NBC buys iVillage — which has been standing on the corner like a floosie with a big pricetag for sometime now — for $600 million. I’m not sure I get it — that is, I’m not sure what addition this brings GE strategically. When the NY Times Company bought About.com (full disclosure: I consult there), it got a cut of search advertising and search engine optimization expertise. When Dow Jones bought Marketwatch, it got the traffic it couldn’t generate behind its pay wall to sell the advertising it was leaving on the table. When News Corp. bought MySpace, it got a new relationship with the public and a new means of promoting and probably creating entertainment. In the latest old media/new media mashup, NBC buys a content site with lots of forums and horoscope traffic at a high price. This feels more like a mini (and much less harmful) version of Time Warner and AOL: trying to buy the online strategy you missed out on. Or what am I missing?
Jeff Pulver turns the amusing saga of the Bell boomerang into a Dr. Seuss saga.
I do not like the
Internet so well.
All my rivals
yell, yell, yell.
I will not have these guys about.
When they come in
I’ll put them out.
Michael (MP3.com) Robertson’s SIPphone and Gizmo Project just got a big investment led by my friend Ed Sim at Dawntreader (full disclosures: Ed and I were on the board of Moreover together and I’m advising on his next fund). Om (Scoop) Malik has more details, of course. What I’m waiting for is to see phoning become more than phoning and I think that’s on the way from Skype, Gizmo, et al. It’s not about calls. It’s about connectivity, the whole world on push-to-talk if I want to talk to them.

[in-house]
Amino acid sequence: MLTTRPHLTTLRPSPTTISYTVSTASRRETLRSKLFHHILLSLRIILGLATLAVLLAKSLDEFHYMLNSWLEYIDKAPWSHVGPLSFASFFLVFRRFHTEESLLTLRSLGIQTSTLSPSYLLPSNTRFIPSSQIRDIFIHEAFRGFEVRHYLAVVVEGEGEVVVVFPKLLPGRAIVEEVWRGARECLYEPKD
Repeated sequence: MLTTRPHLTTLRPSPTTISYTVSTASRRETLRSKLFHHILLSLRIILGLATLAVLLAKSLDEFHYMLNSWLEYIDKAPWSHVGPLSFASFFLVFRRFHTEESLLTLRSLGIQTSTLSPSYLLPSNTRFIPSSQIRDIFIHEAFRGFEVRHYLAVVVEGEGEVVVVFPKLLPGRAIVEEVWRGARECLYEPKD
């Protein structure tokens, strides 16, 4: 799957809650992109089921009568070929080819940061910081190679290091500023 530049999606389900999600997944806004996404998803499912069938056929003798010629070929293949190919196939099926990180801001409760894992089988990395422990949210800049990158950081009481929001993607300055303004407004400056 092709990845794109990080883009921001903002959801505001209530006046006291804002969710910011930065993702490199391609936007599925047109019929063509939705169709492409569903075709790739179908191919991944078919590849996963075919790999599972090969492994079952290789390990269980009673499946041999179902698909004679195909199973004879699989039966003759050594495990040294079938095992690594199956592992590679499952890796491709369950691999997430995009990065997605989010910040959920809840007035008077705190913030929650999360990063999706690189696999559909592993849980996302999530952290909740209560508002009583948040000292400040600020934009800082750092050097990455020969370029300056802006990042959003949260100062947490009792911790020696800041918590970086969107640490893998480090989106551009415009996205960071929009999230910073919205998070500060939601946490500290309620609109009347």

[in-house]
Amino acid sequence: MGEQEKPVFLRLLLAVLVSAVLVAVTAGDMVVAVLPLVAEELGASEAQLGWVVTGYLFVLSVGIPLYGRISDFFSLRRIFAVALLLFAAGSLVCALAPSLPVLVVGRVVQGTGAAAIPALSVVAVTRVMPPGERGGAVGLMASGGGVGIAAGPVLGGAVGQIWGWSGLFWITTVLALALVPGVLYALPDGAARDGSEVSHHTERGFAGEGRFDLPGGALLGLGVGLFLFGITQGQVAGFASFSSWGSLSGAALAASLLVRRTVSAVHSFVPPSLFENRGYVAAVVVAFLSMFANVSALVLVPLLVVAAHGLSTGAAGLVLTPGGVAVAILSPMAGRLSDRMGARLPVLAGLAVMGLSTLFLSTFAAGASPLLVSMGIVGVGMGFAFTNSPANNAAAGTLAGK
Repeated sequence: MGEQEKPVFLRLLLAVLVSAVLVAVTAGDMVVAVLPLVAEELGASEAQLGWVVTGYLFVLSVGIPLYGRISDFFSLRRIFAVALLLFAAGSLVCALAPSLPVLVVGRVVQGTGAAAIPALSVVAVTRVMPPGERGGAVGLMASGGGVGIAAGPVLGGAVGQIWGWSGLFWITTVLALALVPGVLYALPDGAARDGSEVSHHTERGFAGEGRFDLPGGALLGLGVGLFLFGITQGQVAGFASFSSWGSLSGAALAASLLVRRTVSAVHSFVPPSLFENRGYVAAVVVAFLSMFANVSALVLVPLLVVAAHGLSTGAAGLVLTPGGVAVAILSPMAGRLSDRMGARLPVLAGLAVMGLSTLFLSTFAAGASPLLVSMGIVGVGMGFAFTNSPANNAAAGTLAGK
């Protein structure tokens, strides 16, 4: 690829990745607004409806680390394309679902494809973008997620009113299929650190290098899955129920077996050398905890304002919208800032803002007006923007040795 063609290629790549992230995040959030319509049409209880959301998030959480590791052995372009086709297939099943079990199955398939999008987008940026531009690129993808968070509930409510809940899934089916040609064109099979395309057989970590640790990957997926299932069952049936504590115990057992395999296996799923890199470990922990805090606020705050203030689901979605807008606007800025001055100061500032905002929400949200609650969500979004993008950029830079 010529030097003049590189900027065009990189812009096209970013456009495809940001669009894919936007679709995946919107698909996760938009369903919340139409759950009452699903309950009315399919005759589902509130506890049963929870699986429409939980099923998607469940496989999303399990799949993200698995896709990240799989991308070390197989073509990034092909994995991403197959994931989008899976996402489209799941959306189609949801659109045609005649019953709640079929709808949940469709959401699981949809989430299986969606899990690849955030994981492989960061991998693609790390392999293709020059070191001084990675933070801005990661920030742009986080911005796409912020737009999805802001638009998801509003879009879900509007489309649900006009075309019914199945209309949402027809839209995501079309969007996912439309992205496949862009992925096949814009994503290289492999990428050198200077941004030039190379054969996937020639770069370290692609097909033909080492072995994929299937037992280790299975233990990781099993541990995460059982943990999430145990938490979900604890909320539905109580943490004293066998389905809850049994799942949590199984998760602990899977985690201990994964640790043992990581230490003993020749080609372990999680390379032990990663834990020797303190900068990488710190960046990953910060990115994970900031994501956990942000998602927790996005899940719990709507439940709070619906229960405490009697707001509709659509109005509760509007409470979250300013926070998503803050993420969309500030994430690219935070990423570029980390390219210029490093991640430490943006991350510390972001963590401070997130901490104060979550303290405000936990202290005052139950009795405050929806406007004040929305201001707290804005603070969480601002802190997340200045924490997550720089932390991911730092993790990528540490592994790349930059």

Some laughed when Bob Pittman bought controlling interest in Daily Candy for $3.5 million. Now, says the Journal, it will sell for $100 million.
Without costs for printing or the need for much editorial product, Daily Candy boasts margins of nearly 60%, say people familiar with the matter. The hope for 2006 is that the business will produce revenue somewhere less than $20 million, with earnings before interest, taxes, depreciation and amortization in the low-teen millions, these people say.
There’s a syncopation at work here. Email is still hot with advertisers, who finally understand it, and so they value it and pay. They will understand and value the distributed web next.
The pissing match over the British National Union of Journalists effort to slap a code of conduct on newspaper relations with bloggers and citizens is getting pissier. Neil McIntosh takes apart NUJ old fogie Adam Christie when he tries to take apart Emily Bell’s taking apart of the witless witness code. Here’s the best bit, from Christie:
I came away from last week’s Roundtable event feeling very old. Apart from Bill Hagerty, I think I may well have been the oldest there. The largely young contingent representing The Guardian did not seem to have seen a broader picture, or the “fanzine revolution” of the 70s, when Letraset and cheap photocopying caused many similar concerns as those we are seeing today. Their (lack of ) appreciation of history and their proximity to what they are doing worries me.
The poor old sod thinks the internet is a newfangled mimeograph machine. Reading this guy is like a fountain of youth.